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Providing an attachment friendly community which fosters warmth with high boundaries so that all can achieve to their full potential.

Welcome To


Providing an attachment friendly community which fosters warmth with high boundaries so that all can achieve to their full potential.

Welcome to Hope School! We are a busy but friendly school, with lots going on. At Hope School we provide an attachment-friendly community which fosters warmth with high boundaries so that all can achieve to their full potential.
At Hope School pupils are taught an individualised curriculum which caters for their specific needs.

Art and Design

SMSC and Brtish Values with the Arts

The Curriculum 

Art is taught in a cross-curricular approach following the National Curriculum. All pupils get the opportunity to explore different types of art and artists work, gathering research to help use as a foundation for their own creations. Pupils can explore different art forms such as portraits, painting, pottery, colleges, 3D sculptures and digital art. This allows pupils to discover this own preferences and feelings towards art, become more aware of different cultures and use their own imagination.


Art, craft and design embody some of the highest forms of human creativity. A high-quality art and design education should engage, inspire and challenge pupils, equipping them with the knowledge and skills to experiment, invent and create their own works of art, craft and design. As pupils progress, they should be able to think critically and develop a more rigorous understanding of art and design. They should also know how art and design both reflect and shape our history, and contribute to the culture, creativity and wealth of our nation.



The national curriculum for art and design aims to ensure that all pupils:

· produce creative work, exploring their ideas and recording their experiences

· become proficient in drawing, painting, sculpture and other art, craft and design techniques

· evaluate and analyse creative works using the language of art, craft and design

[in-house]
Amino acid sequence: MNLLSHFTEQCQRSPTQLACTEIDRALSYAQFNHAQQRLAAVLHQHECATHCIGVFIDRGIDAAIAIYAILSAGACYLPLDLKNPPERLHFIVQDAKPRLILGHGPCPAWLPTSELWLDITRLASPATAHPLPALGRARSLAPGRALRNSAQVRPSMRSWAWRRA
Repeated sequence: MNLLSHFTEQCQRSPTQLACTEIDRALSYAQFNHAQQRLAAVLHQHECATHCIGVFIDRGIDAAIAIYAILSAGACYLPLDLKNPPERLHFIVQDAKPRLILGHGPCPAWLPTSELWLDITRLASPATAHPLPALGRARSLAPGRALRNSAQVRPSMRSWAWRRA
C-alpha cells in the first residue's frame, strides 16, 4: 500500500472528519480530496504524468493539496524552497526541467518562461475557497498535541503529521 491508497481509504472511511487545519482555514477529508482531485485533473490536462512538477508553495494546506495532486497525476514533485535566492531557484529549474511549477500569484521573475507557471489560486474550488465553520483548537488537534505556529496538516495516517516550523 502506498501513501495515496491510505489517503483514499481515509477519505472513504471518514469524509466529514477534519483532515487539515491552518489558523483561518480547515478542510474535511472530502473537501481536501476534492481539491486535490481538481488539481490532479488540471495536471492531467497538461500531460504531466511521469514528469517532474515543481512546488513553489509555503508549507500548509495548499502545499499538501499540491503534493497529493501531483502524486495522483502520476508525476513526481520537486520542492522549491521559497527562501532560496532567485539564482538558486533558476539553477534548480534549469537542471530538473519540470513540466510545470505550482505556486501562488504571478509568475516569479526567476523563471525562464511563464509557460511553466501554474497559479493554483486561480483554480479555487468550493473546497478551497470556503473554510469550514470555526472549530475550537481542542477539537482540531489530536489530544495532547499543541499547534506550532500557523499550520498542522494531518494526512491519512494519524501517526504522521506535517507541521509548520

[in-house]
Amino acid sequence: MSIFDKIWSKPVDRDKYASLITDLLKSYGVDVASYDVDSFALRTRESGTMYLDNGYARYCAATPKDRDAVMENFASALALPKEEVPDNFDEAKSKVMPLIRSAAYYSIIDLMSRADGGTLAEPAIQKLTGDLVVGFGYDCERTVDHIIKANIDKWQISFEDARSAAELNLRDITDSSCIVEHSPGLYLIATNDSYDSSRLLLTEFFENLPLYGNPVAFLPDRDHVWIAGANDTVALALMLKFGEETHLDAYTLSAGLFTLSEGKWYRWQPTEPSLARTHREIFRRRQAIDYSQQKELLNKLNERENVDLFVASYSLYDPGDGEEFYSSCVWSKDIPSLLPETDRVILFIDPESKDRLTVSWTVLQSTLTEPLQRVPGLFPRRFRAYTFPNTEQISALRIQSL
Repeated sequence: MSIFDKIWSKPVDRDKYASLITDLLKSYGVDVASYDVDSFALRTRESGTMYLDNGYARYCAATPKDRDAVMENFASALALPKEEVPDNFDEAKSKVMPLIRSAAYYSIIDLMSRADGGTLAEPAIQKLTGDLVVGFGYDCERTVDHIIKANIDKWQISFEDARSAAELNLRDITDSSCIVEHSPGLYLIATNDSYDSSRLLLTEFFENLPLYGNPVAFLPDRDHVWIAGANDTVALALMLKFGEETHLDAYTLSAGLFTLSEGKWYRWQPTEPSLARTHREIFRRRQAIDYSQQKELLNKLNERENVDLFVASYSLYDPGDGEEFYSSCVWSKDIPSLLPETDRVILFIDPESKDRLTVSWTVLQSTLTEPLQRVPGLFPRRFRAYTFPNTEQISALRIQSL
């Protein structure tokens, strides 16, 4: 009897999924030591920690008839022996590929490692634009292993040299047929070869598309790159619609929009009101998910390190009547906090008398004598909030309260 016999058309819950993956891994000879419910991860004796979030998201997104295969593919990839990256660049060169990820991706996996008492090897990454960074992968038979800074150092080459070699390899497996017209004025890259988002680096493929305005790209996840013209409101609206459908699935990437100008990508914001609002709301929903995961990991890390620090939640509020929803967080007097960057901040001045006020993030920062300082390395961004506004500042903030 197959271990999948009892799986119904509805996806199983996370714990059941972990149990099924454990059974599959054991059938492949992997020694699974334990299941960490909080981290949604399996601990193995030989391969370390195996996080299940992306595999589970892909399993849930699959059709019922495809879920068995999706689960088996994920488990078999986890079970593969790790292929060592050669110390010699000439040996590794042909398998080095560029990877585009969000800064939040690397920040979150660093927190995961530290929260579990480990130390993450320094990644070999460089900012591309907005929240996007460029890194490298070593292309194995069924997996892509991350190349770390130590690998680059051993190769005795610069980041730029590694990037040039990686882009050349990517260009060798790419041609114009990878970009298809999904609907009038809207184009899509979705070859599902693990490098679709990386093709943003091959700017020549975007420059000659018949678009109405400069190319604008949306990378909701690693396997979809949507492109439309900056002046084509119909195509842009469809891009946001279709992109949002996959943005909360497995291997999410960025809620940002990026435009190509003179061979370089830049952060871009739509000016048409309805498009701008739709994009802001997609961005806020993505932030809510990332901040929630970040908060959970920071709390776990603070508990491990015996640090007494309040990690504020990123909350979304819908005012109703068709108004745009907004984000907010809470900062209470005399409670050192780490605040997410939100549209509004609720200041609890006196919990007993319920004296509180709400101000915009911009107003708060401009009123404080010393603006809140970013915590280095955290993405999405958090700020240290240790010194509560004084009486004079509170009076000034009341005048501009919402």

· know about great artists, craft makers and designers, and understand the historical and cultural development of their art forms


Attainment targets

By the end of each key stage, pupils are expected to know, apply and understand the matters, skills and processes specified in the relevant programme of study.

Schools are not required by law to teach the example content in [square brackets].


Subject content

Key stage 1

Pupils should be taught:

· to use a range of materials creatively to design and make products

· to use drawing, painting and sculpture to develop and share their ideas, experiences and imagination

· to develop a wide range of art and design techniques in using colour, pattern, texture, line, shape, form and space

· about the work of a range of artists, craft makers and designers, describing the differences and similarities between different practices and disciplines, and making links to their own work


Key stage 2

Pupils should be taught to develop their techniques, including their control and their use of materials, with creativity, experimentation and an increasing awareness of different kinds of art, craft and design.

Pupils should be taught:

· to create sketch books to record their observations and use them to review and revisit ideas

· to improve their mastery of art and design techniques, including drawing, painting and sculpture with a range of materials [for example, pencil, charcoal, paint, clay]

· about great artists, architects and designers in history


Key stage 3

Pupils should be taught to develop their creativity and ideas, and increase proficiency in their execution. They should develop a critical understanding of artists, architects and designers, expressing reasoned judgements that can inform their own work.

Pupils should be taught:

· to use a range of techniques to record their observations in sketchbooks, journals and other media as a basis for exploring their ideas

· to use a range of techniques and media, including painting

· to increase their proficiency in the handling of different materials

· to analyse and evaluate their own work, and that of others, in order to strengthen the visual impact or applications of their work

· about the history of art, craft, design and architecture, including periods, styles and major movements from ancient times up to the present day


Role of the subject leader:

The subject leader for the Arts (Ms Ashleigh Lindsay) is responsible for improving the standards of teaching and learning in the arts subjects.

This is done in the following ways:


  • tracking pupil progress in the arts subjects; art, music and dance
  • monitoring of school environment through completion of learning walks
  • monitoring teaching and learning through observing lessons
  • monitoring teaching and learning by completing scrutiny of books and work produced.
  • delivery of staff meetings and CPD of teaching and learning strategies for teaching staff and LSAs
  • purchasing, organising and auditing of resources
  • making links with arts and cultural organisations
  • organising whole school arts and culture days
  • keeping up to date with the arts in the curriculum and media
  • supporting the teaching of the arts

Dot-Art School Competition 


Each year, Hope School participates in the annual Dot-Art Schools competition with many other schools across Merseyside. Through the competition, Year 5 pupils are able to explore and experience many different forms of art and begin to develop their own artist style of work. This year our theme for the Dot-Art competition is - What does Hope mean to you?